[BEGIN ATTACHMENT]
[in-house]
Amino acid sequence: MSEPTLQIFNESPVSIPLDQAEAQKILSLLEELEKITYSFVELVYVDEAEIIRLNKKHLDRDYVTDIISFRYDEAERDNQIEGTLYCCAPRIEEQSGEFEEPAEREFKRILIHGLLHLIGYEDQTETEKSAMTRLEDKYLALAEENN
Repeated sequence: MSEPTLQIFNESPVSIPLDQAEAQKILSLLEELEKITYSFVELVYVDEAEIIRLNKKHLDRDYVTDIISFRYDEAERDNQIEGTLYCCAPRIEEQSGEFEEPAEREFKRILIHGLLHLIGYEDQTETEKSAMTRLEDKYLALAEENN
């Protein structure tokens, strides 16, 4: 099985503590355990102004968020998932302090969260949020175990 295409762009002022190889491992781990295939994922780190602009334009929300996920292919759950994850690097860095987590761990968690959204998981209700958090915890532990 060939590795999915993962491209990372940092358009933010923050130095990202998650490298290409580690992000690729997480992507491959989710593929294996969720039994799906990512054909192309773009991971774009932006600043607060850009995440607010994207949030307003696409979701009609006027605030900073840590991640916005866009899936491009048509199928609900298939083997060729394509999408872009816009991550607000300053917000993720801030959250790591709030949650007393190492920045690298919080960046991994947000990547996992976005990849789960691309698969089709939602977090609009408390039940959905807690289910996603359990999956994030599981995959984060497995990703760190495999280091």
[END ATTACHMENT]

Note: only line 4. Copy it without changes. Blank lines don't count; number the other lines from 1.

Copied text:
């Protein structure tokens, strides 16, 4: 099985503590355990102004968020998932302090969260949020175990 295409762009002022190889491992781990295939994922780190602009334009929300996920292919759950994850690097860095987590761990968690959204998981209700958090915890532990 060939590795999915993962491209990372940092358009933010923050130095990202998650490298290409580690992000690729997480992507491959989710593929294996969720039994799906990512054909192309773009991971774009932006600043607060850009995440607010994207949030307003696409979701009609006027605030900073840590991640916005866009899936491009048509199928609900298939083997060729394509999408872009816009991550607000300053917000993720801030959250790591709030949650007393190492920045690298919080960046991994947000990547996992976005990849789960691309698969089709939602977090609009408390039940959905807690289910996603359990999956994030599981995959984060497995990703760190495999280091």